The following review was recently posted on Amazon:
“I’m a pastor of a recently planted church in Arecibo, Puerto Rico. As with many other church planters down here in Latin America, I lack a formal theological education. My little Bible background was acquired through Sunday school in a classical Pentecostal church (a lot of zeal, with a lack of depth!). But, solely due to the grace of God, a deep hunger for the Word of God was always present in me. When confronted with God’s call to preach (twice a week!), I started to realize how little I knew the gospel, and how little I knew my Savior and his work. One of my main concerns was my utterly lack of understanding of the implications of the resurrection. I simply did not know what to do with it, and much less how to preach about it! For the past 4 Easters I preached solely on the power and meaning of the cross, with the aid of such great works like R.C.Sproul’s “The Truth of the Cross”, J.Stott’s “The Cross of Christ” and J.I.Packer’s “Knowing God”. For our fifth Easter I really wanted to explore the resurrection, so the publication of Adrian Warnock “Raised with Christ” was God’s gift to me.
“Raised with Christ” is a thoughtful, readable, non-technical, comprehensive exploration of the biblical background, story, meaning, actual implications and practical applications of the miracle of the resurrection (I read it in a handful of week nights and air travel time going to and from the T4G-10 conference). The resurrection is not a “bonus track” of the gospel song, but actually the single movement that gives every part of the gospel symphony its actual meaning, the “hinge” that makes all of Christ’s work revolves and function. “Jesus our Lord… was raised for our justification” (Romans 4:24-25) claims Paul, justifying first the work of our Christ, justifying second ourselves that are “in Him”, and then raising us up in the power of the Holy Spirit, to live a new life according to the new covenant that now we are part of (Jeremiah 31:27-40). Raising our awareness of this fact is not only “a nice to have” theological mussing, but uttermost essential to understand “the hope to which he has called you, the riches of his glorious inheritance in the saints, and his incomparably great power for us who believe” (Ephesians 1:18-19). Simply put, if you don’t understand the resurrection, you don’t understand the gospel.One of Warnock’s book welcomed feature is the link between the resurrection theology and its meaning for our personal and corporate revival. Since the resurrection has “connected us” with the power of the Holy Spirit (through the new birth, as exceptionally explained by John Piper’s “Finally Alive”), we are supposed to live in a constant, utterly dependent relationship with our Lord Jesus Christ, firing our zeal for prayer, worship, holy living, missions and evangelism in a world gone mad (with a church barely noticing!).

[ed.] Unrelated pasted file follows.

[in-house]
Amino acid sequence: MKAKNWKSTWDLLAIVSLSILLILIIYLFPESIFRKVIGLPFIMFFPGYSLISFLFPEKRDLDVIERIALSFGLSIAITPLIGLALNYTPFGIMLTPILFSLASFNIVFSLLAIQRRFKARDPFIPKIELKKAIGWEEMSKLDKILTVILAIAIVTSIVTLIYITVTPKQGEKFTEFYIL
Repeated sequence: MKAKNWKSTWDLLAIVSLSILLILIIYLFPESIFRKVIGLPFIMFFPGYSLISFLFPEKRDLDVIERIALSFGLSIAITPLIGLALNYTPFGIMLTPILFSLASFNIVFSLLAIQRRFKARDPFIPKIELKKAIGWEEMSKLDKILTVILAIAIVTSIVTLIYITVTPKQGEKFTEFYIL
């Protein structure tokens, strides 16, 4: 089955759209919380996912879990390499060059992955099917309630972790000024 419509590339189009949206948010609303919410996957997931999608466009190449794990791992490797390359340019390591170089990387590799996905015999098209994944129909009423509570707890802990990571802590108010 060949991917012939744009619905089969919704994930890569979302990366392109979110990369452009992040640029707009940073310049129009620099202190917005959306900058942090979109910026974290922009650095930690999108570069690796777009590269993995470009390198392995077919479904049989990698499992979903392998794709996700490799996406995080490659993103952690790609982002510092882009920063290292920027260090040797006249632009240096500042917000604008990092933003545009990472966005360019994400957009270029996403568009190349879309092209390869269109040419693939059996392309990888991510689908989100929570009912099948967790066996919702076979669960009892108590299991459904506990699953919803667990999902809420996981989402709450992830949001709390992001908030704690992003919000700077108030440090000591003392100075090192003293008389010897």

For me, this past Easter was profoundly affected by the reading of this great book. My preaching was forever changed in a more beefed-up, rounded-up, improved knowledge of the grace of God toward us in His gospel. I strongly suggest you (especially lay people and lay pastors like myself) to get a copy of this book because it will help you grapple the significance of this holy event that enabled God to save us completely, perpetually and finally.”